(Scotiabank Field at Nat Bailey Stadium - Vancouver, B.C.) - The glass half full tells us of Aaron Sanchez and Marcus Stroman while the glass half empty speaks to Tyler Beede and Phil Bickford. The Toronto Blue Jays and 1st Round picks at the Major League Baseball First-Year Player Draft has always felt like closing your eyes as you put your hand into a bag of the unknown.
The 2017 draft sees Toronto holding onto a pair of picks that could garner the next future big league star. With the Blue Jays finishing in the post-season and coming within a few games of the promised land, Toronto gained the 22nd overall pick in this year's amateur bonanza. When Edwin Encarnacion's signature dried on a contract with the Cleveland Indians, they handed the Blue Jays the 28th overall selection in the draft as compensation for the offensively-gifted slugger who will try and help the Indians back to the World Series.
Toronto also holds the 61st (2nd round) and 99th (3rd round) picks giving them four of the Top 100 players to choose from, but let's focus on the first two selections at the top of the board and see what fruits they might be looking to pluck from that particular tree.
In the last 30 years, the Blue Jays have opted to use a first-round pick on a catcher two times. J.P. Arencibia (2007) and Max Pentecost (2014) were grabbed by Canada's team in hopes of finding the next big thing behind the plate. Arencibia would put up great minor league numbers, but never find his groove under the bright lights of the Major League stadiums posting a career .212 batting average with his best season coming in 2011 when he hit 23 home runs for Toronto in 129 games despite hitting a paultry (.219/.282/.438) for a Jays team that finished 81-81 (.500) under then-manager John Farrell.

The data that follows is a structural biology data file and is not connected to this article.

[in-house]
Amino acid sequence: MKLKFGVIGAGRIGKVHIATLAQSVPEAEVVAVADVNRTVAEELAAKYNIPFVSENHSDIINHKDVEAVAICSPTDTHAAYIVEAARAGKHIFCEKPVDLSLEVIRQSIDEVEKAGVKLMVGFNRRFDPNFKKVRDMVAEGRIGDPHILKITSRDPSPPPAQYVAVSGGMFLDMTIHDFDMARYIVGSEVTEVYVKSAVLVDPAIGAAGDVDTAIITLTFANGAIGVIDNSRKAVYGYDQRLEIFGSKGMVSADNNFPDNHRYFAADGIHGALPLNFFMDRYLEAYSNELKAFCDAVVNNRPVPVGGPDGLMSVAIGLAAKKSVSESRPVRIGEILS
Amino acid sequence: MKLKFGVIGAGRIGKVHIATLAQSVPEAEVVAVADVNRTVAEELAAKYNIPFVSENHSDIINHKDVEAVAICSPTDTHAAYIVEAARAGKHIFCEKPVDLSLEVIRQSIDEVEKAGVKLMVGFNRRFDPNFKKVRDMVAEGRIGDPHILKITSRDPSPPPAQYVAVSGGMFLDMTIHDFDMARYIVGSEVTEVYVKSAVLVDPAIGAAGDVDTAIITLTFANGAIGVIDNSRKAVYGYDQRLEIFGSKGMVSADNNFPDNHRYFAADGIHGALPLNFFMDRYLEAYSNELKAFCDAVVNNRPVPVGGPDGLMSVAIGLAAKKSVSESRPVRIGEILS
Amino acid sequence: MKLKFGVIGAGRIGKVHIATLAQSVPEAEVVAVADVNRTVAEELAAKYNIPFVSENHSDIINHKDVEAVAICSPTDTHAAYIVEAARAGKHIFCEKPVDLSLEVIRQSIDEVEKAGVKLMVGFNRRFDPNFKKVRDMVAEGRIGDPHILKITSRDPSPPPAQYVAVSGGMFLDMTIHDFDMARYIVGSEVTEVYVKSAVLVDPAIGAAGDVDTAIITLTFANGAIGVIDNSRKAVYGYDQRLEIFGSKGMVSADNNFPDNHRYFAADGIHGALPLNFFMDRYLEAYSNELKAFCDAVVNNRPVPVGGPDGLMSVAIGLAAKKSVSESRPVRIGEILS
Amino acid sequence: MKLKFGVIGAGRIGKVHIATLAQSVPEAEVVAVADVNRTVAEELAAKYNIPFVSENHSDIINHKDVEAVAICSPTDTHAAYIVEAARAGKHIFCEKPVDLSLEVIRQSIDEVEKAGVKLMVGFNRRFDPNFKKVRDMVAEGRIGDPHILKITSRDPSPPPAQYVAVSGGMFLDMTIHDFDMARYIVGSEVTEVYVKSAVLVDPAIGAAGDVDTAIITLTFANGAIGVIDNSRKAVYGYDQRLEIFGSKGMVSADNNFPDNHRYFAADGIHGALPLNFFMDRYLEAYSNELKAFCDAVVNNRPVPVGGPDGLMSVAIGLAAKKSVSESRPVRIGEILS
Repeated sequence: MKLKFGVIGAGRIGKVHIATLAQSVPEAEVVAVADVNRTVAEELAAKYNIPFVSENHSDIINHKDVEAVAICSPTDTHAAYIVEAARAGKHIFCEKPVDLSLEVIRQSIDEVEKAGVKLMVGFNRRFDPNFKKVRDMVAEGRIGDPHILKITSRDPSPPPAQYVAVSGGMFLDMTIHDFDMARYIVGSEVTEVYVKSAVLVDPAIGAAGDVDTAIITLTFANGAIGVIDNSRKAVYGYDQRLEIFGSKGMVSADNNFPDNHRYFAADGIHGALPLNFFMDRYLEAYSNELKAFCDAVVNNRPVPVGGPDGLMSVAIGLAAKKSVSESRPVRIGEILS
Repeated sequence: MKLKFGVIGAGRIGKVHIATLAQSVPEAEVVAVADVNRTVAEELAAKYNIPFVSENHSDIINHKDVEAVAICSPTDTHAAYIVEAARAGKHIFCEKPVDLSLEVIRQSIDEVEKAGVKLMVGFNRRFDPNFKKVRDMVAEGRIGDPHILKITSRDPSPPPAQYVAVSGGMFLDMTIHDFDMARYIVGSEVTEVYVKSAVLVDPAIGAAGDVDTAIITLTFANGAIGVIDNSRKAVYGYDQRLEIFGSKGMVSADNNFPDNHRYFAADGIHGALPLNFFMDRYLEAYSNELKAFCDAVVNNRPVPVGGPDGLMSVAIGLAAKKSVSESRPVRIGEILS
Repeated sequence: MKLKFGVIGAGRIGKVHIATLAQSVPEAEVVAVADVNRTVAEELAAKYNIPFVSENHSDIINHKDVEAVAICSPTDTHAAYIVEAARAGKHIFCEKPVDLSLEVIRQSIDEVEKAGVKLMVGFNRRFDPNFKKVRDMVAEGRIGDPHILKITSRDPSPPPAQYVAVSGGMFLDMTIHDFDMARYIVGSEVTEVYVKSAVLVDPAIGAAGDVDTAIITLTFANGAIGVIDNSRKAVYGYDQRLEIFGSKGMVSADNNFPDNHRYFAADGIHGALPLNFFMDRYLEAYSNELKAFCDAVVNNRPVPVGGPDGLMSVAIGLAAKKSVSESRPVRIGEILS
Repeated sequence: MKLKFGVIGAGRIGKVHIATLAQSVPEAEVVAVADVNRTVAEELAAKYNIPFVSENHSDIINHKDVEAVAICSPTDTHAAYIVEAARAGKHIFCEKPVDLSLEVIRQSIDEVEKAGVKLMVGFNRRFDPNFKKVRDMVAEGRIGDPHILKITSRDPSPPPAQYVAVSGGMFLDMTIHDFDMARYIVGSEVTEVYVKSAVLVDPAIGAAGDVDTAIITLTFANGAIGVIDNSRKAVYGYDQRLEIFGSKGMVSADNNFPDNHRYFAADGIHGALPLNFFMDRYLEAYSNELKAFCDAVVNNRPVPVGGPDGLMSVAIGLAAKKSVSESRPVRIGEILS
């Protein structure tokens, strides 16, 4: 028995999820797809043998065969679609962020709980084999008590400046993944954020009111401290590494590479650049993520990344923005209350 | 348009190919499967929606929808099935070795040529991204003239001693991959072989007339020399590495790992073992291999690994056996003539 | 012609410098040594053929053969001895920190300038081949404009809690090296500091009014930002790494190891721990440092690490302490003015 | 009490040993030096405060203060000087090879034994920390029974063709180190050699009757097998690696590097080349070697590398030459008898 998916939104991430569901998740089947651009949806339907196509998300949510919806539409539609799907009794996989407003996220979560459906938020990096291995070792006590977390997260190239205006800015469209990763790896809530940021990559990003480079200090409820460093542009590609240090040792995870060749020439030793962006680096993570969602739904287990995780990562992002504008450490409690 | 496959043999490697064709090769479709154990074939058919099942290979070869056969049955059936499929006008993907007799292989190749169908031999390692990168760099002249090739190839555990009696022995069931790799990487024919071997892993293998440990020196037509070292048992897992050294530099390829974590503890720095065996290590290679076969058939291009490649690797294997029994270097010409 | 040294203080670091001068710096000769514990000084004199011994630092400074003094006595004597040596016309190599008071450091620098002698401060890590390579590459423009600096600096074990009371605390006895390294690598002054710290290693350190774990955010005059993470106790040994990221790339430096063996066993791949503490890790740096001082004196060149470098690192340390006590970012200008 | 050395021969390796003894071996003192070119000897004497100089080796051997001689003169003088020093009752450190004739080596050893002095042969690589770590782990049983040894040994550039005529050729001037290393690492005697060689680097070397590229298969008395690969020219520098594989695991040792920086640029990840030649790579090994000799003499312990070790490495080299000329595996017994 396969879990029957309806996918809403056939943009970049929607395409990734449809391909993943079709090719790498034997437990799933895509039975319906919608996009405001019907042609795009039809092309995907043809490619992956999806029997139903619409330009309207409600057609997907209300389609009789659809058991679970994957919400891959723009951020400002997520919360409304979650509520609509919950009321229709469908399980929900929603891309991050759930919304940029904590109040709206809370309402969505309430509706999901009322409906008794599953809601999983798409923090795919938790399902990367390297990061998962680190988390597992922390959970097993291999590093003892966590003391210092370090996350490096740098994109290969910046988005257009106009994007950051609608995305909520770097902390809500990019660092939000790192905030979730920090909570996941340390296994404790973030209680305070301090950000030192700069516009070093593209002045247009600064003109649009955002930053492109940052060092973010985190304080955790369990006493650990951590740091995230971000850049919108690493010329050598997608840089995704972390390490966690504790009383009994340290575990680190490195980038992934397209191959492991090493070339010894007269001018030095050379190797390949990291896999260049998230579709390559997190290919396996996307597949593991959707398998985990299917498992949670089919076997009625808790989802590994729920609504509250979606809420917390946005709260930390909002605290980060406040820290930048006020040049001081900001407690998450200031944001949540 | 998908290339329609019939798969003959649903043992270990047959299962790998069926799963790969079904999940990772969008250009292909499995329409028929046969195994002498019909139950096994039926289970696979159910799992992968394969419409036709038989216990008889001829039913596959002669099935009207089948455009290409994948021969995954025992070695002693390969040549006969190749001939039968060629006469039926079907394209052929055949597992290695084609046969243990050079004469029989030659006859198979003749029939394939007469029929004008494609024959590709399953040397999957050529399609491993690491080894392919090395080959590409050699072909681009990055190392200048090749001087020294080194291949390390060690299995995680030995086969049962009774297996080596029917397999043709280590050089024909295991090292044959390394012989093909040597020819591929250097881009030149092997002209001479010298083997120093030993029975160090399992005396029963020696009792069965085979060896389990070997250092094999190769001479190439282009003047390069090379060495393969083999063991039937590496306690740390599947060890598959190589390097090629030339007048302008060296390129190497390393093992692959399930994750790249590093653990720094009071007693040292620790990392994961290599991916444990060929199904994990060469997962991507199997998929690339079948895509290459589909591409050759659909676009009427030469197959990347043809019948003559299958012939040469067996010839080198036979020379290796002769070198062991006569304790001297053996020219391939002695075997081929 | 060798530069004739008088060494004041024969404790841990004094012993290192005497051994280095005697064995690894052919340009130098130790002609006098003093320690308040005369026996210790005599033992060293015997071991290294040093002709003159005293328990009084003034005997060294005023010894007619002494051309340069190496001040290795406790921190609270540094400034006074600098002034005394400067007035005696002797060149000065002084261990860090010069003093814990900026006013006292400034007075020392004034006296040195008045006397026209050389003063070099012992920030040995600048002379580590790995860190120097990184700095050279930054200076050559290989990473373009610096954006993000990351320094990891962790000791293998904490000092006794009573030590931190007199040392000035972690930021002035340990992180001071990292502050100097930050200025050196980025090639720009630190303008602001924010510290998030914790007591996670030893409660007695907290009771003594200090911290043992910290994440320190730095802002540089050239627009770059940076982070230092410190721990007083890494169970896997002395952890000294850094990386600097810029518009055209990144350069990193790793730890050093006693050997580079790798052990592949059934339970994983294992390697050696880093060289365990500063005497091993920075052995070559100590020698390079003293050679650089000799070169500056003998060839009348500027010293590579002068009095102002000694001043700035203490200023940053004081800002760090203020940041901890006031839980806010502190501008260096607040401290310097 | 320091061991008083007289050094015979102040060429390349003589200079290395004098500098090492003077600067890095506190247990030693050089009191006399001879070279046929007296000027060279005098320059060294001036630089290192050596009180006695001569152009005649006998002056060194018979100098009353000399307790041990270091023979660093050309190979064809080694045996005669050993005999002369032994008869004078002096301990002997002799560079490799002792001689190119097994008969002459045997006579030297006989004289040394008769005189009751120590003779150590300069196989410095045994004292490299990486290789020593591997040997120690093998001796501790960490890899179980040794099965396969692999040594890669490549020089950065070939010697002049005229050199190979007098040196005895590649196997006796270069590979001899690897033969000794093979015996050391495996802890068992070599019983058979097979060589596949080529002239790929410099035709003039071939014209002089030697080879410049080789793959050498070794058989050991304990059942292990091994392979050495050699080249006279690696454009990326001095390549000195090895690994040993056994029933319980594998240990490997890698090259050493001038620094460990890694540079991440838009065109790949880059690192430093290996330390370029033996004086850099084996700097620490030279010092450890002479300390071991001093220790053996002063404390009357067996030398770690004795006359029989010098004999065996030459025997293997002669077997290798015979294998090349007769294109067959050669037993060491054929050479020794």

Max Pentecost was selected out of Kennesaw State University with the 11th overall pick in the draft, two selections BEFORE current Major League star SS Trae Turner as the Blue Jays felt comfortable in the middle infield with then- Blue Jays SS Jose Reyes. As well, the Blue Jays had another pick in the 1st round grabbing LHP Jeff Hoffman, ironically used in a deal just months later to grab a shortstop in the form of Troy Tulowitzki.
Pentecost has spent more time on the Disabled List then on the field, but looks to be turning that corner nearly four years after his name was called by then-commissioner Bud Selig at the podium. The caveat here is that as Pentecost heals from a myriad of injuries, he is now projecting as a first baseman as his bat remains advanced, but his body's durability does not.
We'll get back to this in a moment.
With no real blue-chip prospect in the Blue Jays system despite some noted catchers (i.e: Mike Reeves, Reese McGuire, and Dan Jansen), and Russell Martin signed through 2019 (heading into Year Three of a Five-Year Deal), this might be the time to gamble on a catcher.